Burundi’s Parliament Validates New Electoral Commission, As Opposition Criticizes Move

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Burundi’s National Assembly on Thursday approved the composition of the Independent National Electoral Commission (Ceni) by a large majority, with the opposition denouncing a “violation of procedure”.

The new president of the seven-member Ceni will be the current government spokesman, Prosper Ntahorwamiye.

The Electoral Commission was also validated on Wednesday by the Senate, by a very large majority.

Some of the deputies from Burundi’s main opposition party, the Conseil national pour la liberté (CNL), boycotted the vote, denouncing “a violation of procedure”, as the vote in the National Assembly was held after that in the Senate.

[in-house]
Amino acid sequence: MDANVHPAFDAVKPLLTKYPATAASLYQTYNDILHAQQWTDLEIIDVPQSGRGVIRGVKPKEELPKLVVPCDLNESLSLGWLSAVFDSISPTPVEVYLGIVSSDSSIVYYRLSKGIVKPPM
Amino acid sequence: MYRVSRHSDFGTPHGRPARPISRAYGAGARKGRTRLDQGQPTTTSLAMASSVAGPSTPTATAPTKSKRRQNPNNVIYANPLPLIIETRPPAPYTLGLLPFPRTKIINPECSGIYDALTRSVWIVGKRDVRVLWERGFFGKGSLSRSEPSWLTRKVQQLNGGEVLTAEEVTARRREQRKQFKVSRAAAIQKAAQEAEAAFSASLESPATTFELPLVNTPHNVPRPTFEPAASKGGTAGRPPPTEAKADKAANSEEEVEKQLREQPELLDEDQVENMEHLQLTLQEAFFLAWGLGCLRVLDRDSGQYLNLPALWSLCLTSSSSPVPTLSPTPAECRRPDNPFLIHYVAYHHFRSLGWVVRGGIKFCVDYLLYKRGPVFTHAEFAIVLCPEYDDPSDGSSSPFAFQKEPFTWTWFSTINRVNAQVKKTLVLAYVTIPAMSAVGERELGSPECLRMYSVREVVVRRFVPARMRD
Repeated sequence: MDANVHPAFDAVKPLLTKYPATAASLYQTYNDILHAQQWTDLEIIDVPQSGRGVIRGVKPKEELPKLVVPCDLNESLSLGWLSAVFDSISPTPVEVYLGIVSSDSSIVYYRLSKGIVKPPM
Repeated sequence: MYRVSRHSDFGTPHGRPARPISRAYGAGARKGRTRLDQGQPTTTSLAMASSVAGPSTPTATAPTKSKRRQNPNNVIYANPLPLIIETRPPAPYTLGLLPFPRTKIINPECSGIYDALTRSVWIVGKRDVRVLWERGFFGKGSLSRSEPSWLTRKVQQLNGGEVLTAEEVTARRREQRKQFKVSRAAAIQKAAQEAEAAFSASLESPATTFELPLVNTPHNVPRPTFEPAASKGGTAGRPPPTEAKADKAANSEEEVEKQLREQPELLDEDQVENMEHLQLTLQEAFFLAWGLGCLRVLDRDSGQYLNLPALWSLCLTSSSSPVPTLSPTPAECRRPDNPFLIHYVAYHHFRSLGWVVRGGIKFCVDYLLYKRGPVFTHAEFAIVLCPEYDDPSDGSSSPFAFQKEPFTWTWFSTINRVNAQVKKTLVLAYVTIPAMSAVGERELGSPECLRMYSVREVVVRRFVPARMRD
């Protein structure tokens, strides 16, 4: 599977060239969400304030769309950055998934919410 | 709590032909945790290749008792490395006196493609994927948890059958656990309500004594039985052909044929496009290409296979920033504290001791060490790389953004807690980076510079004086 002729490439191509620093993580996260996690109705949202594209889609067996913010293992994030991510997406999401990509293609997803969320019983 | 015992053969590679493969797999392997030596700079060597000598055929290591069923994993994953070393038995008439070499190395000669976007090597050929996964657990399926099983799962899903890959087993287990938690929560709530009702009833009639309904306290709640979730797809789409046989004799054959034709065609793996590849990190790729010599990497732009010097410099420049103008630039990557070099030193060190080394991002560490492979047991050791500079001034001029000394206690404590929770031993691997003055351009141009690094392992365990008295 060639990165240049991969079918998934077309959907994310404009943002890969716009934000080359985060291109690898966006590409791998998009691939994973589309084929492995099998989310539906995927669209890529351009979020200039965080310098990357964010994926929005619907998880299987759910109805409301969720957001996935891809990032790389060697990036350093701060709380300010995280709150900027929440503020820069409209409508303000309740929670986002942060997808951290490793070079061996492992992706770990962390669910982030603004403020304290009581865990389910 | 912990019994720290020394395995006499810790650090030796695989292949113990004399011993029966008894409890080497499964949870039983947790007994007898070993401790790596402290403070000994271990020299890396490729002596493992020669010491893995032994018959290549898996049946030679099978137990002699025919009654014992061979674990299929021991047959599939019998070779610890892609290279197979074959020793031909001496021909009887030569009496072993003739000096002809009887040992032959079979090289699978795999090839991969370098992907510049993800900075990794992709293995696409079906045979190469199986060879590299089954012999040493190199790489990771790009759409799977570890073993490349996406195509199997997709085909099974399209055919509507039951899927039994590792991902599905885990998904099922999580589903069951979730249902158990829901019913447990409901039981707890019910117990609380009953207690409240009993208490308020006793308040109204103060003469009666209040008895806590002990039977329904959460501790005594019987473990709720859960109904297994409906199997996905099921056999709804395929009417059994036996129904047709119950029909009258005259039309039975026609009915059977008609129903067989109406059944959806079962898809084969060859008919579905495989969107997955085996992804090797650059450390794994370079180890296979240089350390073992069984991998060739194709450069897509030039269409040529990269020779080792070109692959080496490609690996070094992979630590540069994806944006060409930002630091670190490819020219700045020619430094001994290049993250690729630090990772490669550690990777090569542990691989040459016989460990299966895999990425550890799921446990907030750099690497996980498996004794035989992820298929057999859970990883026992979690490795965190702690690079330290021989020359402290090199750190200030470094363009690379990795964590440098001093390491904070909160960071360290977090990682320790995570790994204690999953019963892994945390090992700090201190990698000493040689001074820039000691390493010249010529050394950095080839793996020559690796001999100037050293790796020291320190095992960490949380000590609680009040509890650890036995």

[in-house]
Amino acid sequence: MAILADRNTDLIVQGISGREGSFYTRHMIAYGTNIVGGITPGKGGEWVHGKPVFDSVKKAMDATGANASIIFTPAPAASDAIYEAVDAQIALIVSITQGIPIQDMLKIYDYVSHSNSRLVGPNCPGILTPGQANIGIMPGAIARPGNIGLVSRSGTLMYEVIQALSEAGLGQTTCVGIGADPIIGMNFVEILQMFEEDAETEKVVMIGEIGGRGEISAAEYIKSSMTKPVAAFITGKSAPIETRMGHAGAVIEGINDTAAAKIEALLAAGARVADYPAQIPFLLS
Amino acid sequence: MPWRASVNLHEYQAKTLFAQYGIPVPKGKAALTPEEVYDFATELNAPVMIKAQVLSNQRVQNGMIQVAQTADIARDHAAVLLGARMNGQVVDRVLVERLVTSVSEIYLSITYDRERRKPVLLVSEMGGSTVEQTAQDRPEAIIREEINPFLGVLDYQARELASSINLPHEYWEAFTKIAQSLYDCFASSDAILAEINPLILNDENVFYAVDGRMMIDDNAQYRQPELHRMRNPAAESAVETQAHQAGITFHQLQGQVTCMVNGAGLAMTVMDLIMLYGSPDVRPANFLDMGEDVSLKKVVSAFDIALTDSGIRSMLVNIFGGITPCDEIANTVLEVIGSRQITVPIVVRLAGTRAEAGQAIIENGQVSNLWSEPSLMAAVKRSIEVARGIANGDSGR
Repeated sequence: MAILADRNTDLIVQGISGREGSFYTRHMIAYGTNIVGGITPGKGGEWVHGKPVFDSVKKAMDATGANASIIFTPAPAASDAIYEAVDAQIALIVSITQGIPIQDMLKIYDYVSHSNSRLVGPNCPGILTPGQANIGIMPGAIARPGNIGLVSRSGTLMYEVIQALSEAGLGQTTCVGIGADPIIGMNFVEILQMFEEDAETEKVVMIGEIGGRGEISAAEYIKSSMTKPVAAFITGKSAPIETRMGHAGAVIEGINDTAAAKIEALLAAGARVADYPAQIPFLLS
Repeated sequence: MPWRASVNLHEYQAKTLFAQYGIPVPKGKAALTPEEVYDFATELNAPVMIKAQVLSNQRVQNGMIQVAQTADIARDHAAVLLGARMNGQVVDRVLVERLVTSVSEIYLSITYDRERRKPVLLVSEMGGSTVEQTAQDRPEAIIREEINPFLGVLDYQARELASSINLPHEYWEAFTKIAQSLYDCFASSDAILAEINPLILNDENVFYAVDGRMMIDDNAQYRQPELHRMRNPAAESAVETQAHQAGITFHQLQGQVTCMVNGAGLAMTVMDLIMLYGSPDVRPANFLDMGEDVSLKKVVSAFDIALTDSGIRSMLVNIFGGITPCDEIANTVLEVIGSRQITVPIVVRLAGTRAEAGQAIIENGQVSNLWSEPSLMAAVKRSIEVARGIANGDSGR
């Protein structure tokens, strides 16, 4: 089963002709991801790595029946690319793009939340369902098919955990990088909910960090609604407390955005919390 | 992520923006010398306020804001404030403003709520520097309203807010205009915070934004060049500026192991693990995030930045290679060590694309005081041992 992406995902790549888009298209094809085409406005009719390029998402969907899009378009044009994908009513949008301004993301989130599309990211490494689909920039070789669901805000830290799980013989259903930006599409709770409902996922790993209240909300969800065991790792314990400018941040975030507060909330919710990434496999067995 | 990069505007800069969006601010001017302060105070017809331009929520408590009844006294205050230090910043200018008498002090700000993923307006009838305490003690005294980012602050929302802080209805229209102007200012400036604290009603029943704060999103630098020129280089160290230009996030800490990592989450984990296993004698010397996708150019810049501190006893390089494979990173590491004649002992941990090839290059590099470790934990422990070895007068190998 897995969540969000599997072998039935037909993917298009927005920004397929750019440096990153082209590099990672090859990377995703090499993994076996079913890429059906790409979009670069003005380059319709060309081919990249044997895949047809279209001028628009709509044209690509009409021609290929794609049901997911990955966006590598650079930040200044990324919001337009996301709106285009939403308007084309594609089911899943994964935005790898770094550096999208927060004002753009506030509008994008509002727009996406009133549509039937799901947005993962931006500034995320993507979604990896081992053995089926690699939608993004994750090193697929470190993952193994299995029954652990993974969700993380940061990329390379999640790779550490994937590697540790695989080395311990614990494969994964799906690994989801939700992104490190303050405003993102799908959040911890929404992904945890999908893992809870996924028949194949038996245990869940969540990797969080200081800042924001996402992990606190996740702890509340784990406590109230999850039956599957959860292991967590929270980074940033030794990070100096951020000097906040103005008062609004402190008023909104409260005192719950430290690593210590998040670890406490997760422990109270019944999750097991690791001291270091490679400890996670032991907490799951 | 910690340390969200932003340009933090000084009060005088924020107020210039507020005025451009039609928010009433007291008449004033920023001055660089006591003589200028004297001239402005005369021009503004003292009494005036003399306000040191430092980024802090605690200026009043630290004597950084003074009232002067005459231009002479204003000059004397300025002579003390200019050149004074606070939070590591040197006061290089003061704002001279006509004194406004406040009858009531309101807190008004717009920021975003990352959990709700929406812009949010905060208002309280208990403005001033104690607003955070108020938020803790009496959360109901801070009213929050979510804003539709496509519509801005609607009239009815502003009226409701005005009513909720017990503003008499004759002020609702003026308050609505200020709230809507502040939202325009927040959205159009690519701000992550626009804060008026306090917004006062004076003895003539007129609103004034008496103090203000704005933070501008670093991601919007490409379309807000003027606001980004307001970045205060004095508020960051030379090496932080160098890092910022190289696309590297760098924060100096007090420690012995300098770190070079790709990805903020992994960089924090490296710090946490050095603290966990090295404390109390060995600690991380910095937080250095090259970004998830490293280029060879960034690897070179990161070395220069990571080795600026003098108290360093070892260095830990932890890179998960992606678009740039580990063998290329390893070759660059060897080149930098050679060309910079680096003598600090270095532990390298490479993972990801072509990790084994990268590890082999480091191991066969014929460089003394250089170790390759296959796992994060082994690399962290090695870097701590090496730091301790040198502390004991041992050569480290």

“The CNI is a very important commission in the life of the country and the preparation of fair elections. We refuse to take part in the vote because we were not consulted on its composition,” said CNL deputy Pamphile Malayika.

“We are democrats (…) Those who want to can leave and not take part in the vote, that’s democracy,” said the president of the National Assembly, Gélase-Daniel Ndabirabe, from his perch.

The next legislative elections in Burundi are scheduled for 2025.

While the international community has welcomed a certain opening-up of the country since Evariste Ndayishimiye came to power in June 2020 following the sudden death of Pierre Nkurunziza, a UN Commission of Inquiry stated in September 2021 that the human rights situation in Burundi remained “disastrous”.

Landlocked in the Great Lakes region, Burundi is the world’s poorest country in terms of GDP per capita, according to the World Bank.